Similarly, the term "Interview with the Vampire" sounds exactly like "Interview with a Vampire", since the "th" in 'with' naturally combines with the "th" in 'the'. Whenever we have two 'th's' back to back, we never pronounce them both.
We can look at photos of the original VHS tape to confirm that, indeed, the movie is called "Interview with the Vampire". 
The same "pronunciation" mistake occurs in "Sex and the city". Whenever there is an "and" in the middle of two subjects, we generally pronounce it as just the letter "n", which sounds precisely like the word "in". "Sex 'n the City" vs "Sex in the City".
Again, the box art: 
Talking about the box art seques into this point: That original sources confirm the original quote/term. Secondary sources, like newspapers or internet videos, indicate the population's general "thinking" on the terminology used, but it cannot be considered more valid than the original.
After all, I don't think the opponent would be opposed to me using the term "group think", which refers to a group's tendency to align thoughts and beliefs with one another, even if that alignment is contrary to reality. It only takes on powerful misuse of information to have everyone believing that said information is true.
A fantastic analogue goes all the way back to high school, where you assuredly heard a rumor that was so thoroughly propogated that everyone believes it to be true. After all, if everyone is saying something, it is true, right? In the case of high school rumors, clearly not. The same can be said about common quotations, especially in which the mistaken quote is more repeatable than the original.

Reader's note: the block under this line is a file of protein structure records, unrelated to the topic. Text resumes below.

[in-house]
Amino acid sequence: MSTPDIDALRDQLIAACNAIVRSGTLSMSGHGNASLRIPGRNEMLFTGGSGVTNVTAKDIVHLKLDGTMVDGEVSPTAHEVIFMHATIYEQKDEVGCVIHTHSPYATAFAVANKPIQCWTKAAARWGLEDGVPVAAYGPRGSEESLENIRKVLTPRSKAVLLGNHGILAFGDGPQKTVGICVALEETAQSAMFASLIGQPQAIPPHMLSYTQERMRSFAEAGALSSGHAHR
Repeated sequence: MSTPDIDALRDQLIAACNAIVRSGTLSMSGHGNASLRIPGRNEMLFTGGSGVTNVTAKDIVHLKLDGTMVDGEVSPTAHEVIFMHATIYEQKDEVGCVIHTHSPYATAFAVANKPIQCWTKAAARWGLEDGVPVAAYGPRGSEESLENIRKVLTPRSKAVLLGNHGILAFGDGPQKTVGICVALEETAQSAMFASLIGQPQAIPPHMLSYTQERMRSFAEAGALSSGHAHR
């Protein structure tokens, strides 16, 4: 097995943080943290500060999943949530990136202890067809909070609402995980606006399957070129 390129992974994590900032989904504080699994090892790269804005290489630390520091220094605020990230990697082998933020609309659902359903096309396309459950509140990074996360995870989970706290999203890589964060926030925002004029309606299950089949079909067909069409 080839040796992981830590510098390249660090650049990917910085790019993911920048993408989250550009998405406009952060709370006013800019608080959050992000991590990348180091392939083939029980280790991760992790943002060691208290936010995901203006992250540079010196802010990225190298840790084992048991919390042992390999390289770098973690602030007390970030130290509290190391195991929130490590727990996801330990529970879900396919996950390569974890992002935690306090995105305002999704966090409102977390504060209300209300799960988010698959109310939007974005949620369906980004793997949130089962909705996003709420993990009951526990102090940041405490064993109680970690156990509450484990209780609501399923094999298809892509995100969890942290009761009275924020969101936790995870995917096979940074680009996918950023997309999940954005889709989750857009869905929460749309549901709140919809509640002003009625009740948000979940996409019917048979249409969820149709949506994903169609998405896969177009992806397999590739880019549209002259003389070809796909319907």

Now, if we were to go find an original Star Wars VHS collection and actually watch Vader say, "Luke, I am your father", that would change everything. But in no presented example and in no example I could find on the web did any of these "Mandela Effects" ever turn out to have a primary source confirm them.
At this point, the opponent could say "well I don't think the Mandela Effect changes our memory, I think it changes reality". This seems to be what he is eluding to anyway, so let's discuss that.
Is the Mandela Effect a manipulation of reality?
I'll be the first to admit that this cannot be proven either way. We can look at the likelihood of it happening though.
Let's suppose that the original release of Star Wars had, "Luke, I am your father". Let us suppose a Capra Demon decided to change this reality. What all does he need to change:
1. He needs to change all original releases of the movie.
2. He needs to change all transcripts of the film.
3. He needs to change all unreleased takes/transcripts/film taken of the scene.
Now, if the Capra Demon were capable of doing this, why would he not also change our memories? If he wanted reality to be different in some way, why would he not change the reality completely? Why only a portion of it?
Let's suppose that the original release of Star Wars had, "No, I am your father." In this case:
1. A great number of people would be misquoting the movie.
The latter scenario is much more likely since, as I've discussed, our memory is an inherently fragile thing. If you hear the misquoted version more than the original version, you are significantly more likely to believe the misquoted version is the actual quote.
I only wish that there existed evidence of when the quote was first misquoted, but alas that kind of evidence doesn't exist.
Another "hedging factor", that makes the reality change less likely, is the fact that there are large groups of people who believe the original quote is correct. After all, if nobody ever pointed out that people were "misquoting" a movie, then the Mandela Effect wouldn't have been noticed. The existence of all these people who vividly remember the "correct" quote indicates that this "misremebering" isn't so systematic as the Mandela Effect implies.